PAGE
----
Dr. Daniel Clark is a clinician-scientist and assistant professor in the Department of Periodontics and Preventive Dentistry. He is actively engaged in basic and translational science research as well as the clinical practice of periodontics. Dr. Clark received his PhD from the University of California San Francisco. He received his DDS from the University of Michigan School of Dentistry and completed a residency in periodontology at the University of California San Francisco. He is a diplomate of the American Board of Periodontology
Dr. Clark’s laboratory focuses generally on the cellular and molecular mechanisms that regulate inflammation in bone. He is specifically interested in understanding how the macrophage acts to propagate inflammation in disease or after injury as well as to resolve inflammation and promote tissue regeneration. The laboratory utilizes animal models of bone regeneration and periodontal disease and employs RNAseq, flow cytometry, and a variety of immunological and biomolecular laboratory techniques. In support of Dr. Clark’s research, he has received funding from the National Institutes of Health (NIH), the International Association of Dental Research, and the American Academy of Implant Dentistry, and he has received awards from various basic science and clinical organizations including the International Association of Dental Research and American Academy of Periodontology.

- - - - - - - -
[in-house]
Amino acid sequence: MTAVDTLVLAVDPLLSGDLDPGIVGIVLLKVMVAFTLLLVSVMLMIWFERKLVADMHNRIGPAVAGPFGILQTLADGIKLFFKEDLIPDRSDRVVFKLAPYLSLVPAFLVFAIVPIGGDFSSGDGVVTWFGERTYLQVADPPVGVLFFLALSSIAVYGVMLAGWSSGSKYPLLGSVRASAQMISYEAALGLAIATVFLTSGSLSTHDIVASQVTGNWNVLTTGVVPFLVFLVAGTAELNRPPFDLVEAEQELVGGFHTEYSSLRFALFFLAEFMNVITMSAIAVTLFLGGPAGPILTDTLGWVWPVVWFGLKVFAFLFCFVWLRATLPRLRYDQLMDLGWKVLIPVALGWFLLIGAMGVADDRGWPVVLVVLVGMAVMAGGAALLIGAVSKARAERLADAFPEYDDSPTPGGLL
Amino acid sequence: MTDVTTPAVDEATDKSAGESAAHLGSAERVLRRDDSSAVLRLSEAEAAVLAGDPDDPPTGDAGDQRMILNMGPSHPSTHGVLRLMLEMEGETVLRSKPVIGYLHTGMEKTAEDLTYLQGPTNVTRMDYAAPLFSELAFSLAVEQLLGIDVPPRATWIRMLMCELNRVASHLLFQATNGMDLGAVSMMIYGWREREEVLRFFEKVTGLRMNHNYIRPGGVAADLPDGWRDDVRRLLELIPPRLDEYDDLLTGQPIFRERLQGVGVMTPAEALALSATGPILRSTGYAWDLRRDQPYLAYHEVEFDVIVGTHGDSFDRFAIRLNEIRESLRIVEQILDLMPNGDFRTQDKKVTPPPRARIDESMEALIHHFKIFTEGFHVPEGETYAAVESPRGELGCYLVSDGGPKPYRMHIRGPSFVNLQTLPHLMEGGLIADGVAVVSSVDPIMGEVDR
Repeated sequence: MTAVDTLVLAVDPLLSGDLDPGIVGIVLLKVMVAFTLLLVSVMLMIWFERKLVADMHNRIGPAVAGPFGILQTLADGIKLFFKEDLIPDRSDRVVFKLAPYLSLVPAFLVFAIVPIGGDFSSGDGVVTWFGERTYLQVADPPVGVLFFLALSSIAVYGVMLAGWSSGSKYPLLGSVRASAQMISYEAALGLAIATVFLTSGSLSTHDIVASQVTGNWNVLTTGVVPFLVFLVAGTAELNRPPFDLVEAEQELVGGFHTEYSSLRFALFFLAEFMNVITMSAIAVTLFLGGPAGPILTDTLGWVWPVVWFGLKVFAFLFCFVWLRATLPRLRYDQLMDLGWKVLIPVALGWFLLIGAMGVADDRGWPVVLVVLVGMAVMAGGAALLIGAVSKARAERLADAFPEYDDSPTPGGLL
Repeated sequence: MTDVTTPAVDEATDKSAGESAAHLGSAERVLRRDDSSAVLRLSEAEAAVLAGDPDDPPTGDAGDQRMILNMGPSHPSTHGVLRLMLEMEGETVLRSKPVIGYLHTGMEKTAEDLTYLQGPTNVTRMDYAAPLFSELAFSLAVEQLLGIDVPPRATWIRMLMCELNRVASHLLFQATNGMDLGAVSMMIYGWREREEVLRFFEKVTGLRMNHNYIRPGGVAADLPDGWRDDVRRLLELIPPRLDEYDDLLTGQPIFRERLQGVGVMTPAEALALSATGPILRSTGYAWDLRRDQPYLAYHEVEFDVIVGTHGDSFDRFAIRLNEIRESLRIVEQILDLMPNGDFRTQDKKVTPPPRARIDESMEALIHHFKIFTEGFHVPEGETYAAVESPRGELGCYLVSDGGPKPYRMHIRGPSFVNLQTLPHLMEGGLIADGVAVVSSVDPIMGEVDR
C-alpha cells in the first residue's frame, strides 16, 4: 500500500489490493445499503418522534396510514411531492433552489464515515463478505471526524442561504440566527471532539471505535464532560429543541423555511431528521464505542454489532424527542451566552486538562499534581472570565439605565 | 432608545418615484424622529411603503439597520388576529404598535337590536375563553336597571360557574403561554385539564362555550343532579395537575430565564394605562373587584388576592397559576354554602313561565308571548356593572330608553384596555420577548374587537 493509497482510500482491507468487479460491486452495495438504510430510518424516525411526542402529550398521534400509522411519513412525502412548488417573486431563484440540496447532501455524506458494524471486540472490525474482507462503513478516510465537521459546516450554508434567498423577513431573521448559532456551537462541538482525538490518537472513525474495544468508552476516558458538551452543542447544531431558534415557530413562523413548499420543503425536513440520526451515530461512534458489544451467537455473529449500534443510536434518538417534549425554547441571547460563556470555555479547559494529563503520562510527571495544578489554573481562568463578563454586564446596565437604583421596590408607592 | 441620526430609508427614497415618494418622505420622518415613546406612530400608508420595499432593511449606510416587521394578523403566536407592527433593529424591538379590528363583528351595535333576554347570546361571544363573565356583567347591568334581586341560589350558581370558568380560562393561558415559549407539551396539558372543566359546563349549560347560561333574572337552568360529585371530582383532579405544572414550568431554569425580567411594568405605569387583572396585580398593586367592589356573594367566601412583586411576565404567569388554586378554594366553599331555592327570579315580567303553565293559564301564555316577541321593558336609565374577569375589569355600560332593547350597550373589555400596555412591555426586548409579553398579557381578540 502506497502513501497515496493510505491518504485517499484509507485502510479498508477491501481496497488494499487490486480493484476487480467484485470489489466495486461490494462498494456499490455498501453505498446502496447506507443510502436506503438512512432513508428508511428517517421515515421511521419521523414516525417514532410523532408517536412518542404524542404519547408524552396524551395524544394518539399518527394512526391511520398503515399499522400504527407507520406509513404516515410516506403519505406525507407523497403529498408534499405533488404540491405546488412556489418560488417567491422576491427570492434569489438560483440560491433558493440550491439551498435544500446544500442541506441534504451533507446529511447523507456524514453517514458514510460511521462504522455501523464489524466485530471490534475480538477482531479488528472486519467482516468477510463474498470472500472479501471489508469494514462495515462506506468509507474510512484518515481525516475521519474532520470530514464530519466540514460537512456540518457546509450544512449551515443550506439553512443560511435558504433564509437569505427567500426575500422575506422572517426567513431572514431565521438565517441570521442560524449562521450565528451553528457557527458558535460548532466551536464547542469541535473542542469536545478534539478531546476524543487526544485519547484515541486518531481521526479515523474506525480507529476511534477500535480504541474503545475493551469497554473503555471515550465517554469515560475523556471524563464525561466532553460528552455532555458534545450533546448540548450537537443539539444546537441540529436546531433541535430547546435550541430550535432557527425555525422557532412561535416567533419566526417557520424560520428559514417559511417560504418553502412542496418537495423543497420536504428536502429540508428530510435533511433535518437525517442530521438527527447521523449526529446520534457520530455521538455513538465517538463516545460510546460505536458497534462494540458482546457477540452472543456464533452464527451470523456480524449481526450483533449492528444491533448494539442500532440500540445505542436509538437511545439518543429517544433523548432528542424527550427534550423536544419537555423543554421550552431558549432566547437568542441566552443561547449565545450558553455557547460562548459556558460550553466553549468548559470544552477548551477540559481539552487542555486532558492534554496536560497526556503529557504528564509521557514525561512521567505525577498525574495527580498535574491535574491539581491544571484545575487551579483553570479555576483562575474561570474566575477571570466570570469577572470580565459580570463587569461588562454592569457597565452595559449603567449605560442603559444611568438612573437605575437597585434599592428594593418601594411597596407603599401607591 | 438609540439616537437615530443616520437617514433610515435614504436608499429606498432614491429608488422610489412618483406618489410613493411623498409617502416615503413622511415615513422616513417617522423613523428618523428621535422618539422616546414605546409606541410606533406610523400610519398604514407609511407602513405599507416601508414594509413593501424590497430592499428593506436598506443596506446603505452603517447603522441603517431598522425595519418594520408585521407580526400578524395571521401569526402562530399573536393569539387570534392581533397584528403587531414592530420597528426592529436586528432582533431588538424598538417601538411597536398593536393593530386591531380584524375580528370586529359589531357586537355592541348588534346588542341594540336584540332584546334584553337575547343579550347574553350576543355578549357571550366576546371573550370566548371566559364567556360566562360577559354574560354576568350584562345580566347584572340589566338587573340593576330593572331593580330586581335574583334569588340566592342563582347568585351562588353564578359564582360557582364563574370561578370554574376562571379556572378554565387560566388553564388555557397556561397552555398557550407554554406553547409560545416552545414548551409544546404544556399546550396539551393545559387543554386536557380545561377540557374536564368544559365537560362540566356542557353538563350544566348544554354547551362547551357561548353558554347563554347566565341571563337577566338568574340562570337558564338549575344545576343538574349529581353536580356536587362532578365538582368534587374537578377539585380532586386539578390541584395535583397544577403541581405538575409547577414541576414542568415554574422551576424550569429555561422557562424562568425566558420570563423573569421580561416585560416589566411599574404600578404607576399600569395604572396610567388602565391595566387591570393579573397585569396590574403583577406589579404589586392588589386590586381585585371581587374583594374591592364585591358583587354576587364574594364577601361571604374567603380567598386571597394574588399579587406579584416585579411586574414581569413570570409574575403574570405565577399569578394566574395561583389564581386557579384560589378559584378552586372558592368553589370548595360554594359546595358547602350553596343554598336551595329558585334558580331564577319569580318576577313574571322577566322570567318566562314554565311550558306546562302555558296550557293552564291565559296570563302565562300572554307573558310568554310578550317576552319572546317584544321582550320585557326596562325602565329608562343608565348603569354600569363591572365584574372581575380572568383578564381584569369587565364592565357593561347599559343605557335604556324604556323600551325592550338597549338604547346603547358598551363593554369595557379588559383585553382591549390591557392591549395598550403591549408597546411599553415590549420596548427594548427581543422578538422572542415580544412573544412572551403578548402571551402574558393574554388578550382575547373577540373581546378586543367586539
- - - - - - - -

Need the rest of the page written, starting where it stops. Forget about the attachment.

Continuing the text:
Dr. Clark’s laboratory focuses on the following areas of research
Osteoimmunological approach to bone regeneration
Injury to bone initiates a highly coordinated immune response that involves the propagation of inflammation, active resolution of inflammation, and promotion of regeneration. Towards an improved understanding of the regulation of inflammation within bone, the lab investigates mechanisms that regulate macrophage activity, phenotype, and the interactions with other immune and tissue progenitor cells. The goal of this work is to translate our findings to the clinic as there is a clinical need for improved bone regeneration in the oral cavity as a result of disease, trauma, or in preparation for dental implant placement.
Age-related inflammatory dysregulation
The laboratory is interested in aging biology and specifically how the regulation of inflammation becomes perturbed with increasing age. Age-related inflammatory dysregulation has been attributed to the increased prevalence of many diseases as we age. However, less is understood about the consequences of age-related inflammatory dysregulation within bone. The laboratory focuses on the age-related molecular and genetic perturbations that promote a pathogenic macrophage phenotype or activity. Dr. Clark utilizes this basic science approach to address clinical problems that face older adult populations, such as the increased prevalence of periodontal disease and decreased healing potential.